The combined weight and importance of Turkey’s political, military, economic and geo-strategic circumstances in the consideration of American national security interests require the most serious attention, and one must assume that fact escapes nobody’s attention in Washington. By way of illustration, Turkey is the only Islamic country that is both a member of NATO and a candidate for accession to the EU; it fields more than twice as many active-duty military personnel than does France, the UK or Italy; its potential role as a conduit for oil coming from various directions is clear; and its neighbors, by sea and/or land, include Russia, Iran, Iraq, Syria, Cyprus and Greece.
Surely that abbreviated description puts Turkey in a class with Russia, China, India, Pakistan and the EU/Germany/France with respect to key political entities always prominent on our horizons and in morning briefings. Full treatment would require a book and more expertise and experience than is readily available. Deserving brief mention here, however, are recent developments in two areas requiring only attention to the daily press: Turkey’s role in the Middle East; and a shift in the prospects for eventual Turkish membership in the EU.
Given Turkey’s attributes as outlined above, it would be well-nigh impossible for it not to play a prominent part in cascading events in its neighborhood. It is no surprise, then, that the major outside actor in the ongoing conflict within Syria is its neighbor to the north. The massive intake of refugees from Syrian President Assad’s murderous forces has both saved countless lives and earned the respect and gratitude of Western powers still in the throes of making decisions about whether and how and when to intervene. (Turkish policy vis-à-vis Syria, humane and charitable though it may be, is surely motivated in large part by the growing national and religious enmity between Turkey and Iran, Assad’s principal outside champion.)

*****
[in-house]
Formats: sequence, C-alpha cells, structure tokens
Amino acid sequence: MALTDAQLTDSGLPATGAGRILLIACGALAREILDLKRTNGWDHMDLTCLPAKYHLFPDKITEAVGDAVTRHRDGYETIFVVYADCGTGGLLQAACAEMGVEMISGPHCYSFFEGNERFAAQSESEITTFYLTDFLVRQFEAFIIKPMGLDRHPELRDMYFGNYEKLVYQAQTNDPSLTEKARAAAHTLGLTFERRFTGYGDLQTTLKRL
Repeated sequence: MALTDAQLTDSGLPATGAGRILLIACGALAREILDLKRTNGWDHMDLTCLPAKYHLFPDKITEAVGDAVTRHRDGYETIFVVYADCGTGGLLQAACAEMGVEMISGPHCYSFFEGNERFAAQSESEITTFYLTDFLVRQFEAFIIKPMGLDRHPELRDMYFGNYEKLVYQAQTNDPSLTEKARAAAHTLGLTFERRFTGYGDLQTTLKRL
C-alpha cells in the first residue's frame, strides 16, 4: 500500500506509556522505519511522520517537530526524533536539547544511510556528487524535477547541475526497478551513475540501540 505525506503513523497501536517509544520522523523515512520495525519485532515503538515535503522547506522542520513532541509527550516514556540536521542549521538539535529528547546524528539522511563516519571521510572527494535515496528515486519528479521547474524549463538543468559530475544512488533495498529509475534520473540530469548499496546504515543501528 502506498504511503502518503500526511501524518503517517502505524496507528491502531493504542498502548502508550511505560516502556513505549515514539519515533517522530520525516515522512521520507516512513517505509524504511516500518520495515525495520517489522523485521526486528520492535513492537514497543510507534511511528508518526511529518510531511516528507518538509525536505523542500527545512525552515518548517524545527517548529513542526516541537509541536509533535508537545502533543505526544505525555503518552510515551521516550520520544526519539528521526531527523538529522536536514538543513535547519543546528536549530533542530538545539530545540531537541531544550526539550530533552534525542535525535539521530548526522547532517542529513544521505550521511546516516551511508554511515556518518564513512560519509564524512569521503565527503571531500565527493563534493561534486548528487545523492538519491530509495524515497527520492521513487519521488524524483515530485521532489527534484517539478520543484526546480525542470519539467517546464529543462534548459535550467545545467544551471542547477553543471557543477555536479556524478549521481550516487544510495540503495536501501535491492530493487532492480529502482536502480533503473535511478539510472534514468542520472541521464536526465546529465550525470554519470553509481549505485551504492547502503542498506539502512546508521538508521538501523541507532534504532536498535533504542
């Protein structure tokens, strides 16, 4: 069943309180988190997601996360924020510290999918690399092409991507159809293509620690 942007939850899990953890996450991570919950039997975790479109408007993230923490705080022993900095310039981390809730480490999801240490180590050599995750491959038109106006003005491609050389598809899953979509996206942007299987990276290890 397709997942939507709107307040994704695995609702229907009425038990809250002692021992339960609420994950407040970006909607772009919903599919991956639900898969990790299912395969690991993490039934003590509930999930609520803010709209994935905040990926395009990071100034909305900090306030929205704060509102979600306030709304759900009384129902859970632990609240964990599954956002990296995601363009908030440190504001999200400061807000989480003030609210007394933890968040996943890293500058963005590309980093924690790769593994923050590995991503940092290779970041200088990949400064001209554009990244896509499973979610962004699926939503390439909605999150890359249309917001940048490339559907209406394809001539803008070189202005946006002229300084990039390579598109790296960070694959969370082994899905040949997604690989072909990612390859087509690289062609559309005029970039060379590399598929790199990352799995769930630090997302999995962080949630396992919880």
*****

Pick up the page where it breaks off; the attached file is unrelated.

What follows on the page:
Still concerning the Middle East, Turkey’s growing animosity toward Israel ever since the 2009 Israeli killing at sea of nine Turks on their way to delivering non-military supplies to Gaza, and Israel’s stubborn refusal to apologize, has taken an ugly – if unintended – turn. (One cannot but recall Turkey’s unrelenting refusal to acknowledge the Armenian Genocide by its proper name.) Last Thursday, February 27, Turkish Prime Minister Recep Tayyip Erdogan was quoted as telling a UN meeting in Vienna the following: “Just as with Zionism, anti-semitism and fascism, it has now become necessary to view Islamophobia as a crime against humanity.” Secretary of State John Kerry and others were swift to criticize Erdogan’s remark, clearly to protest the inclusion of Zionism in the list of evils. Whether Erdogan himself or just his speech writer failed to understand the meaning of Zionism, roughly, the establishment of a Jewish homeland in Israel, and that condemning Zionism was itself anti-semitic has not been revealed.
As concerns the EU and Turkish prospects, ever since both French and German leaders made it clear that membership was not in the cards, the Turkish leaders themselves have hardened and public opinion polls show little enthusiasm. Now, two recent developments have served to keep the proverbial foot in the door. About to leave Berlin for a visit to Ankara, German Chancellor Angela Merkel, admitting her skepticism, nevertheless spoke of resuming stalled negotiations between Turkey and the EU. At the same time, French Foreign Minister Laurent Fabius was giving the same message to his Turkish counterpart. Many years of talks lie ahead, several critical issues must be resolved, and Turkey must relent on some of the most difficult for Ankara, e.g., getting out of Cyprus and signing and ratifying the UN Law of the Sea Treaty. But, the door is open once more, and US national security interests would be served by an eventual resolution of differences between key friends and allies.
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